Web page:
When we got home she was sad, because A, who had other friends over, hadn’t really played with her. I asked her on the ride home if she’d like some time with Ted, just the two of them. He and I had talked about that possibility previously. So they went off to a local coffee shop and drew together while I took a shower and didn’t talk to anyone for a while.
Then he and I went out for dinner together, to a local place we hadn’t tried yet.
And then I had a very productive quartet rehearsal, in which we decided which repertoire to put on which concert, and had a solid rehearsal of the Prokofiev. (I have a lot to practice!)
So that was Saturday.
Today Ted wasn’t feeling so hot. I took the kids to the park in the late morning. Hazel’s friend D showed up, and while I was pushing Emily on the swing and talking to my friend M, the kids found a glorious mud puddle. More like a mud pond. Very soon shoes and clothes came off, and there was a pile of some muddy and some relatively clean pants and shoes on the grass while they all ran and jumped and dug and frolicked in and around the mud. It was awesome. My brain was of course divided between horror and glee. I think that condition will probably pertain for a rather big percentage of this parenting journey. I allowed the glee to win, and enjoyed it quite a lot.
Then Ted brought the wagon over with some towels, and we wrapped our three up to take them home to the bathtub, having first made plans to go Christmas tree shopping with D and his parents later on.
While I was home my friend R called to tell me that he is going to be eligible for community corrections soon, which means he’ll be able to get out of the prison he’s in, very good news.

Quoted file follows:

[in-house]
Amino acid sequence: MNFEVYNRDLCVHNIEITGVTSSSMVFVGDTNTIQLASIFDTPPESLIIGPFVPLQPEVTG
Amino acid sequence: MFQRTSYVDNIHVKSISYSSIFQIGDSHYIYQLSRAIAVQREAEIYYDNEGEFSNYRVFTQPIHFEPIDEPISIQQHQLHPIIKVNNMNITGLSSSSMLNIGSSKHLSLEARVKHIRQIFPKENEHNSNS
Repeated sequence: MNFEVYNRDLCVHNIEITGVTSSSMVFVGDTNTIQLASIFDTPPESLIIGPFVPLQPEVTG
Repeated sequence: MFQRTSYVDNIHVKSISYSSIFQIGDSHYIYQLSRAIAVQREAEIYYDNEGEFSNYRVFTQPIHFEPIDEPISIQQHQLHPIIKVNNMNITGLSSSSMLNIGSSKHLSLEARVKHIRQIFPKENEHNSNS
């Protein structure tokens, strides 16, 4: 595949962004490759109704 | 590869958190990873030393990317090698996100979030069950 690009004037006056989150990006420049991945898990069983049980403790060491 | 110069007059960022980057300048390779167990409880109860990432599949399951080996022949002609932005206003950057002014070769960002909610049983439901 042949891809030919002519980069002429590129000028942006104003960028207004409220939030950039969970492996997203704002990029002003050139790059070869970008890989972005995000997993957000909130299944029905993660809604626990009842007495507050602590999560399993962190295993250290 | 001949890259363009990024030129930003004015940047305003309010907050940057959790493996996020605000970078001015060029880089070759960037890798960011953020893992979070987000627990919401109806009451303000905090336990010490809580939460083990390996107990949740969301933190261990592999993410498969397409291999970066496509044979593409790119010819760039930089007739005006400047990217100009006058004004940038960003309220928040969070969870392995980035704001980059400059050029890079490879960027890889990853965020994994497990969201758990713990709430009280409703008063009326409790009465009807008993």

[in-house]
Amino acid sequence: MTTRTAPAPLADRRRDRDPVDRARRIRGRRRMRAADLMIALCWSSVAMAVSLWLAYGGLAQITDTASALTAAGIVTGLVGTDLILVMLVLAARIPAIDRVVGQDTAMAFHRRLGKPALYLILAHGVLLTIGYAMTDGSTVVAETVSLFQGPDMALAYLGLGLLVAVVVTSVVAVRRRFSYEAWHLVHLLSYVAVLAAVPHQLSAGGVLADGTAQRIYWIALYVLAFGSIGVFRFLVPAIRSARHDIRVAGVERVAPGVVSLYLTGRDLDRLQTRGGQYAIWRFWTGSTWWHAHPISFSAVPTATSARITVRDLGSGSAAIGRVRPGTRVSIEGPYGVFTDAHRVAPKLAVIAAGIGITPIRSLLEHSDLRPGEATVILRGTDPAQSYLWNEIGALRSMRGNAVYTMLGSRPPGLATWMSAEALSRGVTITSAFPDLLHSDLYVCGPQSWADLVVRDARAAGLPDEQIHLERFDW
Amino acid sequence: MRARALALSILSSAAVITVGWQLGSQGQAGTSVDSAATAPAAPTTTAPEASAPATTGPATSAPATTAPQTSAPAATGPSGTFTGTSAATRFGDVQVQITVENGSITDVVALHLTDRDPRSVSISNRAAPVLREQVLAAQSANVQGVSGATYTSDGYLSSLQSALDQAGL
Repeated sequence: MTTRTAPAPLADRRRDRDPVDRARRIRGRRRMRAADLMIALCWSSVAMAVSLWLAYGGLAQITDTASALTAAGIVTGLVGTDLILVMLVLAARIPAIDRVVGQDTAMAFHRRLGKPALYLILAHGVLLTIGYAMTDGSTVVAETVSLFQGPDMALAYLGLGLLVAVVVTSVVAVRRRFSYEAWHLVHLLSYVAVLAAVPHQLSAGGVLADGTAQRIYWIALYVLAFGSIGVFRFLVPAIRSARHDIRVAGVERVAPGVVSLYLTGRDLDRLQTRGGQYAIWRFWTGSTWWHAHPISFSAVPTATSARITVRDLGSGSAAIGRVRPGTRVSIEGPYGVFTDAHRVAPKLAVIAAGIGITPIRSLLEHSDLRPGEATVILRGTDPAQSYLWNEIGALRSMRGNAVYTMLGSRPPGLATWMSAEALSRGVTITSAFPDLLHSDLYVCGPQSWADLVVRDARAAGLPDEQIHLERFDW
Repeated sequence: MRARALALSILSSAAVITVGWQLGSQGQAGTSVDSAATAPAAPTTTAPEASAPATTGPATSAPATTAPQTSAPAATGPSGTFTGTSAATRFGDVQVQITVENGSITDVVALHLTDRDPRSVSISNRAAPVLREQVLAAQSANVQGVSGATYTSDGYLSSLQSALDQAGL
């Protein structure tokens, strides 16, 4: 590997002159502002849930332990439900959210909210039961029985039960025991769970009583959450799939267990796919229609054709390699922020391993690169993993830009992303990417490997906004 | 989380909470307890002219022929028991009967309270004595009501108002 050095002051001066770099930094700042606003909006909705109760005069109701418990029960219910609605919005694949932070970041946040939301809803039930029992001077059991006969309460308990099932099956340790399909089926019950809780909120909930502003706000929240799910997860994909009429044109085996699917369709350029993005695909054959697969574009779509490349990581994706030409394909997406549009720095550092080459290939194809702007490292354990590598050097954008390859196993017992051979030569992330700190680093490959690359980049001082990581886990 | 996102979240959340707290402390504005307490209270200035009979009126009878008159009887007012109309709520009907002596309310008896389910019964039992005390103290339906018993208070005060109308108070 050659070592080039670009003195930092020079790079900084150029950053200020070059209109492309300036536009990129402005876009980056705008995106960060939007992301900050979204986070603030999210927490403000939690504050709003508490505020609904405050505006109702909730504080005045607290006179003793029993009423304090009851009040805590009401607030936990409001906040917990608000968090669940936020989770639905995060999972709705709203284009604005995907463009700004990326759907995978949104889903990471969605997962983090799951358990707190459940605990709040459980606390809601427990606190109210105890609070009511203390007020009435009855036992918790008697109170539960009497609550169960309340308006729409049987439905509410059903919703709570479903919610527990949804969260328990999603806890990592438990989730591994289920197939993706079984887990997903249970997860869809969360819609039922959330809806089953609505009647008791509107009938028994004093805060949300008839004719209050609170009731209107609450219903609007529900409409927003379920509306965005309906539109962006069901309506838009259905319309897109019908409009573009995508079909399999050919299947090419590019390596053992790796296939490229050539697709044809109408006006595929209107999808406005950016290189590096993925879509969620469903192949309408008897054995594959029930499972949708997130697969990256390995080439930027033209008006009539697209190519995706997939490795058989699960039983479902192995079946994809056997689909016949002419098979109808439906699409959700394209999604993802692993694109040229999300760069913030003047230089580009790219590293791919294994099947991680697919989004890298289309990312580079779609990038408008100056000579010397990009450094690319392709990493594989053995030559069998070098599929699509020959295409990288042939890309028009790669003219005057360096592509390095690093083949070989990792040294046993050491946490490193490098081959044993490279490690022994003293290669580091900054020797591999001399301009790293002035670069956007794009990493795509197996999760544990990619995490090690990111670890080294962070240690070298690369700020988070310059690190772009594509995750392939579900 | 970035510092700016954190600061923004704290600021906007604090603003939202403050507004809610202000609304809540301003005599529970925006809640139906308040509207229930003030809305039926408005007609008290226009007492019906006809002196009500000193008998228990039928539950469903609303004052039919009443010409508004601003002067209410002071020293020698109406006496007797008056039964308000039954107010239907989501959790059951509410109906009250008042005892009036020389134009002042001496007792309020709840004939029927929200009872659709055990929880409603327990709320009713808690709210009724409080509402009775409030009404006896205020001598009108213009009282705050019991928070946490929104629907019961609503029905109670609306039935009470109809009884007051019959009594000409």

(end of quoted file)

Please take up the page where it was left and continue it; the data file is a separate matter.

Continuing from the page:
After bath there was a late and protracted nap, and then I took Hazel off to find a tree. Of course, she was much more interested in running around, shrieking and playing hide and seek with D and their other friend I than in perusing the Christmas tree selection. So I hemmed and hawed over trees with D’s parents, and eventually selected a very nice Noble fir that’s just about the perfect size for the spot we selected in our living room.
And then, Hazel and I were invited back to their place for dinner. We took our tree home, installed it by the window, and off we went for more shrieking and playing of hide and seek (on Hazel’s part) and nice conversation with new friends (on my part).
Now they’re all asleep, and Ted and I intend to follow their example (without the crying) soon.
Quite a wonderful weekend, all in all. I feel like I’ve had one, done something different, been out of the week routine for long enough to feel more peaceful about entering it again tomorrow.
Tomorrow is our anniversary (number one, the one 7 years after we took two dear friends as witnesses and went to the courthouse, as opposed to the second one, the occasion of our wedding), and along with Ted sleeping a good amount of the day to shake the sinus infection or cold or whatever’s going on for him, we’ll go out for brunch to mark the occasion.
Right now I’m feeling the richness of my expanding community, the dearness of all my long-time relationships, and the warmth of my kids’ families’ love for them, and am feeling content.
One thing we do when calming the twins down at naptime or nighttime is to run through the names of family: “Mommy loves you, Daddy loves you, sister Hazel loves you, sister Joanna/Emily loves you, Grandma L loves you, Uncle C loves you,” etc. It is soothing for me, too. I am grateful for all our loving connections.